[assembly: AllowPartiallyTrustedCallers()]

 

namespace Assembly1

{ 

   public class Doer

   {

     public void DoJobs()

     {

        //FileIOPermission f = new FileIOPermission(FileIOPermissionAccess.Write |

          //FileIOPermissionAccess.Read, "d:\\Any");

        //f.Assert();

 

        StreamWriter sw = File.CreateText("d:\\Any\\Assembly1.txt");

        sw.WriteLine("Hello world!");

        sw.Close();

     }

   }

}

[Assembly2]

using System;

using System.Security;

using System.Security.Permissions;

using Assembly1;

 

[assembly: AllowPartiallyTrustedCallers()]

 

namespace Assembly2

{

   public class FirstCaller

   {

     public void PassOn()

     {

        //FileIOPermission f = new FileIOPermission(FileIOPermissionAccess.Write |

          //FileIOPermissionAccess.Read, "d:\\Any");

        //f.Demand();

 

        Doer doer = new Doer();

        doer.DoJobs();

     }

   }

}

[Assembly3]

using System;

using Assembly2;

 

namespace Assembly3

{

   class SecondCaller

   {

     [STAThread]

     static void Main(string[] args)

     {

        FirstCaller fc = new FirstCaller();

        fc.PassOn();

     }

   }

}

3.1.    Another Scenario to use Assert

Using the same A => F call stack example. Suppose all that procedure F has to do with disk access is to write a log file into a safe place like “C:\Temp”, and the file is generated locally by F and never read back by any application. In this case you know that callers of procedure F can not use F to do any damage. In this case you may want to disable the upstream stack-walk for disk access permission triggered from F by putting Assert in F before its disk access code. Stack walk itself is a serious overhead which should be avoided if it is not needed.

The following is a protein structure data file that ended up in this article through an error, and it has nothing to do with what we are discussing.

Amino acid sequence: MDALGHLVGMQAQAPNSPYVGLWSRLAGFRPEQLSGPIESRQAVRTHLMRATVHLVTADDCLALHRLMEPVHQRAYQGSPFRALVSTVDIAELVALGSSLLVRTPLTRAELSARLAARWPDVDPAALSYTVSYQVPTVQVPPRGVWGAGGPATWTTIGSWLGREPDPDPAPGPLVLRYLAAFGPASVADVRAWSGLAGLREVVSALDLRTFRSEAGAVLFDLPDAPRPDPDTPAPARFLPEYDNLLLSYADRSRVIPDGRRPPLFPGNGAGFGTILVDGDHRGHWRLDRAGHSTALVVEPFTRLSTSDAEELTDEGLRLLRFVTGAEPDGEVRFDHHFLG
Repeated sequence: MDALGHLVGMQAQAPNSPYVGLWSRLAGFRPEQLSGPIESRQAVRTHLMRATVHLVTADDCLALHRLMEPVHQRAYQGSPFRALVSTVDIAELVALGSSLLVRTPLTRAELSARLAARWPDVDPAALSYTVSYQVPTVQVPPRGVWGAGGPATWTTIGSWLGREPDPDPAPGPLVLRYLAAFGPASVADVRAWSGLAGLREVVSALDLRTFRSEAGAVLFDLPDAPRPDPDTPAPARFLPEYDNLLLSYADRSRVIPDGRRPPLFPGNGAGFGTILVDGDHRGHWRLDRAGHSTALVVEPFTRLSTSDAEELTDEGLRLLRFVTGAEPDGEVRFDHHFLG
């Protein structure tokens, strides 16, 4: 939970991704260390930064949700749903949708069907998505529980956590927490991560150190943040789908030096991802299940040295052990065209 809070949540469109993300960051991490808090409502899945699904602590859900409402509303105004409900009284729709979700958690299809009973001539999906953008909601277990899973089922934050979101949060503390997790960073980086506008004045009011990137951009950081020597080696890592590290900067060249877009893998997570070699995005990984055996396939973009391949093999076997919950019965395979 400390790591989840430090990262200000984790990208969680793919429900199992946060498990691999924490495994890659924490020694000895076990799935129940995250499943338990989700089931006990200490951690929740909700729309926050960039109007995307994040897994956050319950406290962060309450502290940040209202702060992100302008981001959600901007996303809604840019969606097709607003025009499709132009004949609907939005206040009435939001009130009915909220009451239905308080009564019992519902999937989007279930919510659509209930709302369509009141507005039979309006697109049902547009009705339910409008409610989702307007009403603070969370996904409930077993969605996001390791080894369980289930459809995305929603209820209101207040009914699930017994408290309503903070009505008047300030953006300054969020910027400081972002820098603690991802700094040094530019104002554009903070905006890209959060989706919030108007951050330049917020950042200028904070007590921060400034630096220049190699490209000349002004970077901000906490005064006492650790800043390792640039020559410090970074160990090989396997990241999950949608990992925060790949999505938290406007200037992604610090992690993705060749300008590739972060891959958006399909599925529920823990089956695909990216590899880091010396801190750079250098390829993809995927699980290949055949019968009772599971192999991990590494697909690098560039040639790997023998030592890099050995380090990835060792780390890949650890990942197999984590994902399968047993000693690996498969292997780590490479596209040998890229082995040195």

Note that I put “triggered from F” in the previous sentence on bold font, because if a caller up in the stack such as E also contains disk access code, it will still trigger stack walk. Only the code after the asserting point in the same method in procedure F stops triggering stack walk.

Two things to note about Assert:

1.    In order to make an Assert, the entity should be given an assert-making security permission by ticking the “Assert any permission that has been granted” option in its security permission;

2.    The entity which makes the assert should have the asserted permissions itself.

4.      Deny & PermitOnly

If a method creates a permission like what we have been doing before, and call its Deny method, and if any operation (including a call to Demand) downstream in the call stack triggers a stack walk for a permission in the specified permission set, that security check will fail when it reaches the Deny, and a SecurityException will be thrown at the triggering operation.

If you do not want your code to accidentally do some damage, you can put a call to Deny at the entrance of your assembly, so that all subsequent code are denied of certain permissions.

If a method calls PermitOnly on a set of permissions, and if any operation (including a call to Demand) downstream in the call stack triggers a stack walk for a permission not in the specified set, that security check will fail when it reaches the PermitOnly, and a SecurityException will be thrown at the triggering operation.